It's not every day a Baltimore mayoral candidate gets a sit-down meeting with the president of the United States.
DeRay Mckesson, the prominent activist and last-minute entrant into Baltimore's mayoral race, met Thursday with President Barack Obama and different generations of civil rights leaders at the White House for a Black History Month event.
Mckesson, who is among 13 Democrats running for mayor, said the president engaged in a wide-ranging conversation with the activists.
"We had a really strong conversation," Mckesson said. "We covered so many topics from policing contracts to use-of-force policies to Flint and the school-to-prison pipeline to the upcoming Supreme Court nomination."
The Black Lives Matter activist who grew up in West Baltimore said he also discussed the ongoing U.S. Department of Justice investigation into the Baltimore Police Department with Attorney General Loretta Lynch, who attended the meeting.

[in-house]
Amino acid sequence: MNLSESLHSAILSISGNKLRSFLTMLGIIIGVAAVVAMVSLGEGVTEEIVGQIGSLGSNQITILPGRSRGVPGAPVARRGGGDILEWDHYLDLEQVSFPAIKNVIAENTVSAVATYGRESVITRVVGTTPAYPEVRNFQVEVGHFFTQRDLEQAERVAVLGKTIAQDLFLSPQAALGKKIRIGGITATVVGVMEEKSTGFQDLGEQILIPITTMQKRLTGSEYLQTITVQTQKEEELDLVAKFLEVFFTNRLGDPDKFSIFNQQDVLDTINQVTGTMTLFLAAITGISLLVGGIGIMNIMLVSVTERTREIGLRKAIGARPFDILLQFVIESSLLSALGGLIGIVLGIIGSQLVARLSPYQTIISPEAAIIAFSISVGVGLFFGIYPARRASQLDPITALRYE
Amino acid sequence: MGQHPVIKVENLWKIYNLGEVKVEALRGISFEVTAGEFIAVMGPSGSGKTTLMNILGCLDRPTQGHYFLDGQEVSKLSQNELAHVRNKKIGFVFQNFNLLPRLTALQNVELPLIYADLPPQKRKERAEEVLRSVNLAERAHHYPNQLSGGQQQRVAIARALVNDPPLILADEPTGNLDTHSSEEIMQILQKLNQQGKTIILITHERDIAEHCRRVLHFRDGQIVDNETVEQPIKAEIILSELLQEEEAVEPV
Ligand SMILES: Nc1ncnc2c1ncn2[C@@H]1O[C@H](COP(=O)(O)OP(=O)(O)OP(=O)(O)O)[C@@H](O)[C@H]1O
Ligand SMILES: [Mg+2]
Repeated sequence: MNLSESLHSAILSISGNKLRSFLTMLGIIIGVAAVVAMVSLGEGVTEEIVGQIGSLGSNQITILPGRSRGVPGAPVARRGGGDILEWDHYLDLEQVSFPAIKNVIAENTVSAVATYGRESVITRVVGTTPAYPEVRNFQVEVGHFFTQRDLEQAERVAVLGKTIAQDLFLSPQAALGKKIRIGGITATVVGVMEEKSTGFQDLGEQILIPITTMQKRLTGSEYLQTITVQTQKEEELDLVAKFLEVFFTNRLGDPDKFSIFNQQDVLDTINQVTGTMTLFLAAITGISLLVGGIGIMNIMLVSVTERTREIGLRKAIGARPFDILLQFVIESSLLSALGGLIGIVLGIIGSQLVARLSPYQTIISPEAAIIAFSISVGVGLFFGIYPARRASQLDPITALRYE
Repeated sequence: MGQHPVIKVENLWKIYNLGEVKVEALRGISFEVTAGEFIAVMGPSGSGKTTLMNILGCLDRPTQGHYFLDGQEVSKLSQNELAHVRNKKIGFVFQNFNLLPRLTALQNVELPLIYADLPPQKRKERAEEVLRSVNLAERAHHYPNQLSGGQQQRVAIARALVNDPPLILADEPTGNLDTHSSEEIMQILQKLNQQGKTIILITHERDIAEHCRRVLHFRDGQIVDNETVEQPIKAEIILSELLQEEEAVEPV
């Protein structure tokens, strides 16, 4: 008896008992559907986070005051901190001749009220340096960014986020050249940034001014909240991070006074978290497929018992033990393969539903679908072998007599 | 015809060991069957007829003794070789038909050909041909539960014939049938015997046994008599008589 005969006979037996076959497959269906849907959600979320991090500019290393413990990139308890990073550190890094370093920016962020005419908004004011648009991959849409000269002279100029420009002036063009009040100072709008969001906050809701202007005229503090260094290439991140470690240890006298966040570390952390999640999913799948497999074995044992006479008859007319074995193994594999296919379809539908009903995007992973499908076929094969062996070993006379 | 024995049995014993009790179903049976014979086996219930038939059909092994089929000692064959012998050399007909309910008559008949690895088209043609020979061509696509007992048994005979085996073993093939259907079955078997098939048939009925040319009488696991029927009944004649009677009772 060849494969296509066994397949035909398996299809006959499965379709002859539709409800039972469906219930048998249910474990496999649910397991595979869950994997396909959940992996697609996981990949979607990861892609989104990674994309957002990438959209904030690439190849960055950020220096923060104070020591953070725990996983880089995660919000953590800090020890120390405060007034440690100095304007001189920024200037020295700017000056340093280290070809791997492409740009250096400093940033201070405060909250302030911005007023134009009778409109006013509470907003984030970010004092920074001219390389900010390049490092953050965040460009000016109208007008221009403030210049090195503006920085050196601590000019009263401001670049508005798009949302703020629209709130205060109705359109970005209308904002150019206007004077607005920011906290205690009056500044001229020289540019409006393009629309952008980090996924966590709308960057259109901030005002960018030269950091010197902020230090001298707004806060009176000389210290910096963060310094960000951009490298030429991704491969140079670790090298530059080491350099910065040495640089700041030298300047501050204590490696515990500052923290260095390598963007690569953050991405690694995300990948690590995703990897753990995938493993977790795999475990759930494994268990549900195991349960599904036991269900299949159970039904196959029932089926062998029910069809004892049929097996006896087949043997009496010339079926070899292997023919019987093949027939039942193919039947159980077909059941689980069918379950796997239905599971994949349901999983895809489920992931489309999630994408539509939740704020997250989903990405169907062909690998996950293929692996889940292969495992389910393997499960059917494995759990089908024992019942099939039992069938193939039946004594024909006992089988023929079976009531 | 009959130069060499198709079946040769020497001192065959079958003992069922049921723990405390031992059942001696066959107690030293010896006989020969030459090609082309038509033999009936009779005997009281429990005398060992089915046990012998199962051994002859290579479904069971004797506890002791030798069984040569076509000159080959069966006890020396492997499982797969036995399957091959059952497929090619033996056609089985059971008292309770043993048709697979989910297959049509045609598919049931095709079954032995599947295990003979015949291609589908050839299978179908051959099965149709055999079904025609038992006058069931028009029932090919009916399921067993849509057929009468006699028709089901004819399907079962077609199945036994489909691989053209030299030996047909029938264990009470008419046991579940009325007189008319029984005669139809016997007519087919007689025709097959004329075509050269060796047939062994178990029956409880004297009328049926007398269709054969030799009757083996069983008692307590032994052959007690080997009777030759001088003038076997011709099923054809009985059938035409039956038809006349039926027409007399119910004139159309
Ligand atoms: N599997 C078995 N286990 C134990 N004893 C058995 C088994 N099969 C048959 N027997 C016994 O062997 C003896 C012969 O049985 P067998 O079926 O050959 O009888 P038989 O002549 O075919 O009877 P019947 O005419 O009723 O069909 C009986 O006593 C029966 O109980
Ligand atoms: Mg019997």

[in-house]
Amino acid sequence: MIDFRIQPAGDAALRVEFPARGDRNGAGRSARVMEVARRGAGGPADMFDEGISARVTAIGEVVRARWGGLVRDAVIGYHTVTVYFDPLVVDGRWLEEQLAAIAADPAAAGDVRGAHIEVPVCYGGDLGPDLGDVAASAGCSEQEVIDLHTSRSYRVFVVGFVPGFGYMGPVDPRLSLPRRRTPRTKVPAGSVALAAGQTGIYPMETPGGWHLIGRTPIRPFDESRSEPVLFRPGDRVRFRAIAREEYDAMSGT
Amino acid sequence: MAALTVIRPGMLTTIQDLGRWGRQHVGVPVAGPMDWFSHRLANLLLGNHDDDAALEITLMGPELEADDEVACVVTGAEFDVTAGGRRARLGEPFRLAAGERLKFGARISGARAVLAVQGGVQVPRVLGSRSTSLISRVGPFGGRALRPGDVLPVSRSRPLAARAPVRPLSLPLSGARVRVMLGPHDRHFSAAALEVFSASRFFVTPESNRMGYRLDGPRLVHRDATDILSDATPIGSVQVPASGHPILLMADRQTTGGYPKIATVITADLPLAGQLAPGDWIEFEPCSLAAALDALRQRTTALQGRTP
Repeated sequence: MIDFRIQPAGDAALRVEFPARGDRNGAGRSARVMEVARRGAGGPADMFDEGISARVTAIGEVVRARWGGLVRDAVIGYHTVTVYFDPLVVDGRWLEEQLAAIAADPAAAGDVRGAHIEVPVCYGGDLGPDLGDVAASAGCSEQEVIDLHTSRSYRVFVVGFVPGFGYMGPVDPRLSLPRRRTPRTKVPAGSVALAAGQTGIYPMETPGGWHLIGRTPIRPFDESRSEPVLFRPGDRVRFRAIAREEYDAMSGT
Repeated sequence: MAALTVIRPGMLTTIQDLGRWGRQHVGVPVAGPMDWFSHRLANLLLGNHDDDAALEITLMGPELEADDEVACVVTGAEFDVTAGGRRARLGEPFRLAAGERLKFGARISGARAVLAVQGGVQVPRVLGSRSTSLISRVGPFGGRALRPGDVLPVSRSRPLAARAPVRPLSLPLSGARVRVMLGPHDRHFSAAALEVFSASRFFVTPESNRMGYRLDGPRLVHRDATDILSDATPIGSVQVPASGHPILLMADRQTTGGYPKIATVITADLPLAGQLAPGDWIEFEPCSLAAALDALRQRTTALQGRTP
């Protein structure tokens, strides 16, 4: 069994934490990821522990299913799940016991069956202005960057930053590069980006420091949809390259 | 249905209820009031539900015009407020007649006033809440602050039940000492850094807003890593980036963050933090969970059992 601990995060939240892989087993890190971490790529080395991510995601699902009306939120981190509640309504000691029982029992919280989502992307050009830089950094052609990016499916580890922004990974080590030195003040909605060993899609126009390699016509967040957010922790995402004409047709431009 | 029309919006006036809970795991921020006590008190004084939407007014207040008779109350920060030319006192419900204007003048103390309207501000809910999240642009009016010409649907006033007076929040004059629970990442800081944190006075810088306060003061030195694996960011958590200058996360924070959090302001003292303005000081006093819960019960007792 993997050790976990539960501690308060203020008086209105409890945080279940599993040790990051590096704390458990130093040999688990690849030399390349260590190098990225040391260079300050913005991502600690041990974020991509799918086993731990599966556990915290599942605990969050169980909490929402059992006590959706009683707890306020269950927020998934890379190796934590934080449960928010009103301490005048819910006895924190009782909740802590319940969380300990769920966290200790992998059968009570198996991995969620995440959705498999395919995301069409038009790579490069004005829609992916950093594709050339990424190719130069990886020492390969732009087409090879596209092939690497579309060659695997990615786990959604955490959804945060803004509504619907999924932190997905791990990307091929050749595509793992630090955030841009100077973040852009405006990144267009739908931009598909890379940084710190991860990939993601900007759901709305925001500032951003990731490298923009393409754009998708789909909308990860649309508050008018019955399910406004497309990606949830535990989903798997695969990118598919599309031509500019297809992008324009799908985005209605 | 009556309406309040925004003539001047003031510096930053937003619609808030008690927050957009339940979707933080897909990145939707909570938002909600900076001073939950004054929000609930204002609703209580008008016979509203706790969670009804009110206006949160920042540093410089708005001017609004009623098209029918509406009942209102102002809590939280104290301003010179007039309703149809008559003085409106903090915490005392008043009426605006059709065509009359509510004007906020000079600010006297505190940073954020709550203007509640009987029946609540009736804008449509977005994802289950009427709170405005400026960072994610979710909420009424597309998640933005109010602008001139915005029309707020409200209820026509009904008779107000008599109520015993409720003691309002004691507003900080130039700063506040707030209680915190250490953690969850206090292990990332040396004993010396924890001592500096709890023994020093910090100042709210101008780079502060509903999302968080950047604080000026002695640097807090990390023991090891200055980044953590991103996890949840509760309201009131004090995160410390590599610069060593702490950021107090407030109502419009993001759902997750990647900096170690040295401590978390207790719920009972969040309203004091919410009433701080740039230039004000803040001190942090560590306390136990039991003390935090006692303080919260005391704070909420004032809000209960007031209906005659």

"It was important to connect with the president," Mckesson said. "I asked about why federal use-of-force policies don't include policies about preserving life and clear guidelines around de-escalation. The president said he'd look into it." Mckesson, a former school administrator who co-founded We the Protestors and Campaign Zero, attended the meeting along with Al Sharpton, Cornell Brooks, president of the NAACP, Sherrilyn Ifill, president of the NAACP Legal Defense and Education Fund and Democratic Rep. John Lewis of Georgia. After the meeting, Obama praised Mckesson, saying he'd done "outstanding work mobilizing in Baltimore around these issues." "They are much better organizers than I was at their age," Obama said of the young activists at the meeting. "I am confident they are going to take America to new heights."
A White House official described the meeting as a first-of-its-kind gathering of leaders who represent different generations of the civil rights movement, and said the president called for the meeting to focus on criminal justice reform and building trust between police and neighborhoods.
Mckesson, who lives in North Baltimore, gained widespread attention during protests after the police-involved shooting of Michael Brown in Ferguson, Mo., in 2014. He unexpectedly jumped into the race for Baltimore's mayor earlier this month.